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You are not logged in. #1 20130101 11:51:25
Second DerivativeJust drafted this: Second Derivative "The physicists defer only to mathematicians, and the mathematicians defer only to God ..."  Leon M. Lederman #2 20130101 12:01:54
Re: Second DerivativeHi MIF; In mathematics, you don't understand things. You just get used to them. I have the result, but I do not yet know how to get it. All physicists, and a good many quite respectable mathematicians are contemptuous about proof. #3 20130101 21:50:26
Re: Second DerivativeHappy New Year MathsIsFun, You cannot teach a man anything; you can only help him find it within himself..........Galileo Galilei #4 20130101 21:57:14
Re: Second Derivative
I do NOW ... "The physicists defer only to mathematicians, and the mathematicians defer only to God ..."  Leon M. Lederman #5 20130102 00:08:08
Re: Second DerivativeHi MathsIsFun, Character is who you are when no one is looking. #6 20130102 06:56:52
Re: Second DerivativeIt would be nice to have a link to a calculator that can calculate these derivatives for the common functions and graph f, f' and f'' in different colors on the same set of axes. Writing "pretty" math (two dimensional) is easier to read and grasp than LaTex (one dimensional). LaTex is like painting on many strips of paper and then stacking them to see what picture they make. #7 20130102 07:09:00
Re: Second DerivativeYou mean this? #8 20130102 07:22:17
Re: Second DerivativeThat's nice and a good site to remember. It only lacks a graph of f, f' and f'' on the same set of Writing "pretty" math (two dimensional) is easier to read and grasp than LaTex (one dimensional). LaTex is like painting on many strips of paper and then stacking them to see what picture they make. #9 20130102 07:27:31
Re: Second DerivativeHi noelevans; In mathematics, you don't understand things. You just get used to them. I have the result, but I do not yet know how to get it. All physicists, and a good many quite respectable mathematicians are contemptuous about proof. #10 20130102 07:51:33
Re: Second DerivativeThanks bobbym, Writing "pretty" math (two dimensional) is easier to read and grasp than LaTex (one dimensional). LaTex is like painting on many strips of paper and then stacking them to see what picture they make. #11 20130102 08:13:31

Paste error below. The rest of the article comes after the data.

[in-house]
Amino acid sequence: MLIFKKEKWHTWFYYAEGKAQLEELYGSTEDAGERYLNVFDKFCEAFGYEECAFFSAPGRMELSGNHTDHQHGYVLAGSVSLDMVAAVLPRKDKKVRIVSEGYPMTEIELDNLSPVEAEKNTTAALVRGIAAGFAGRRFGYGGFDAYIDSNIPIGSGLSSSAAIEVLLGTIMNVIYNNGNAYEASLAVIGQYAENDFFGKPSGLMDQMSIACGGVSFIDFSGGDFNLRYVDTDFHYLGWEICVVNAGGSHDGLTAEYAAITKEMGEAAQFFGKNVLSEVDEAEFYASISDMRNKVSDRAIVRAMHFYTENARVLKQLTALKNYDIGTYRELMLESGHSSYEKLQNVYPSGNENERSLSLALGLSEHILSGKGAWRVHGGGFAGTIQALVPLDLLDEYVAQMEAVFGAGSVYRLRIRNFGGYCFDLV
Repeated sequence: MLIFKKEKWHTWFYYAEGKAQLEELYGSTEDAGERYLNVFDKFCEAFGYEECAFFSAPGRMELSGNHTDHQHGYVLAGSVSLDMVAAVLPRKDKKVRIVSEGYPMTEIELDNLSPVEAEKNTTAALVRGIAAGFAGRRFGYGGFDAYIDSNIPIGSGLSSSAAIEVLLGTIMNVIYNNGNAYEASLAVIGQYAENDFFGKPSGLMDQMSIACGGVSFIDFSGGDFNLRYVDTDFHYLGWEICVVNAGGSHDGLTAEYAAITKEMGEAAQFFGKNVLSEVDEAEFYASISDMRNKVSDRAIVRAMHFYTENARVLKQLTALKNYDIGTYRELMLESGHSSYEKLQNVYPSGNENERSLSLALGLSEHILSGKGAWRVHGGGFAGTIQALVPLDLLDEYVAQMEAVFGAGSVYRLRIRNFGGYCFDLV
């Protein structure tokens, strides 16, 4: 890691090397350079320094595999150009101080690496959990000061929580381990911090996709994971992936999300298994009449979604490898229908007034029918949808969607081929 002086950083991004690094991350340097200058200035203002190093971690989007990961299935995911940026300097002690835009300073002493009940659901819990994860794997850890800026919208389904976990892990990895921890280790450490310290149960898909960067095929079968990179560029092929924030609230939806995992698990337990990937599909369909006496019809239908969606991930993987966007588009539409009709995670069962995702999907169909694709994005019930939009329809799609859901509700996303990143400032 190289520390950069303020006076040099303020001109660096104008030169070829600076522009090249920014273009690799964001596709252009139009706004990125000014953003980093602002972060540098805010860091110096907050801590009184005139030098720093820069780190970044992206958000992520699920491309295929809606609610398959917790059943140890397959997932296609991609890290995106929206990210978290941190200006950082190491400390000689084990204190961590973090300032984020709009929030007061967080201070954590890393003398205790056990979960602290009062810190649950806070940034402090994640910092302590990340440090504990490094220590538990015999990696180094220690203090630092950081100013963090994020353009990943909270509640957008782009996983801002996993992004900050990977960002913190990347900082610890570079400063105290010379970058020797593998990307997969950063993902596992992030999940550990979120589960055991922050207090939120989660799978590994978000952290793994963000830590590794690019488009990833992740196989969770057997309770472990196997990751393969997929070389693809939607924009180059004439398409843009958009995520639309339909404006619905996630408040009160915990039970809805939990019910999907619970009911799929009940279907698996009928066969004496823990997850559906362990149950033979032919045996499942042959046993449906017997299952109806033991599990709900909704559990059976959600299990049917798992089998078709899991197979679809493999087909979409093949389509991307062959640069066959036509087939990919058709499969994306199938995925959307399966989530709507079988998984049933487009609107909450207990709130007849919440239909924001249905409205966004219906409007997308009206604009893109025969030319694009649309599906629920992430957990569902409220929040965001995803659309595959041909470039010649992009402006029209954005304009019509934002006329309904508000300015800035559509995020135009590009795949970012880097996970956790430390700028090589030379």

Re: Second DerivativeHi noelevans; In mathematics, you don't understand things. You just get used to them. I have the result, but I do not yet know how to get it. All physicists, and a good many quite respectable mathematicians are contemptuous about proof. #12 20130102 09:35:59
Re: Second Derivative
As in "y=3.105x+2.09" ? "The physicists defer only to mathematicians, and the mathematicians defer only to God ..."  Leon M. Lederman #13 20130102 09:43:37
Re: Second DerivativeHi; In mathematics, you don't understand things. You just get used to them. I have the result, but I do not yet know how to get it. All physicists, and a good many quite respectable mathematicians are contemptuous about proof. #14 20130102 09:46:11
Re: Second Derivative
Sure will. You cannot teach a man anything; you can only help him find it within himself..........Galileo Galilei #15 20130114 22:20:25
Re: Second Derivativehi MathsIsFun Find the turning points, and identify if each is a maximum, minimum or point of inflection. The turning points of a function are places on the curve where the gradient is momentarily zero. First differentiate the function. Solving this quadratic gives Substituting these into the original function means the turning points are at (1/3 , 0.18519) and at (1 , 1) The first graphs below show the function in blue and the derivative function in red. Notice that the two places where the red curve crosses the x axis line up with the turning points of the function. Now, if you have the graph in front of you, it is obvious that the first is a maximum and the second a minimum. But what if you have to prove it without referring to the graph ? Differentiate the gradient function. So the gradient of the red curve at x = 1 is negative. Without having to see the graph I know the red curve crosses the x axis from positive values to negative values as x increases from less than 1 to more than 1. So I know the blue curve goes from a positive gradient, through zero, to a negative gradient. So it must be a maximum. So the gradient of the red curve at x = 1/3 is positive. Without having to see the graph I know the red curve crosses the x axis from negative values to positive values as x increases from less than 1/3 to more than 1/3. So I know the blue curve goes from a negative gradient, through zero, to a positive gradient. So it must be a minimum. The red curve is repeated along with its gradient function (the double differentiated function) in blue on the second graphs below. I have put little + and  signs close to the turning point values to show how the red curve goes from + to  or from  to + Rule for identifying maximums and minimums: Bob You cannot teach a man anything; you can only help him find it within himself..........Galileo Galilei #16 20130115 07:32:13
Re: Second DerivativeGreat example, will adapt it to web page. "The physicists defer only to mathematicians, and the mathematicians defer only to God ..."  Leon M. Lederman #17 20130115 07:40:26
Re: Second DerivativeThank you. You cannot teach a man anything; you can only help him find it within himself..........Galileo Galilei #18 20130116 10:58:47
Re: Second Derivativehi MathsIsFun
Try to answer these questions:
Try to answer these questions:
finish as before You cannot teach a man anything; you can only help him find it within himself..........Galileo Galilei #19 20130117 09:38:46
Re: Second DerivativeHi Bob, "The physicists defer only to mathematicians, and the mathematicians defer only to God ..."  Leon M. Lederman #20 20130118 13:13:08
Re: Second DerivativeGreat,but make it a it longer.great calc. Hey.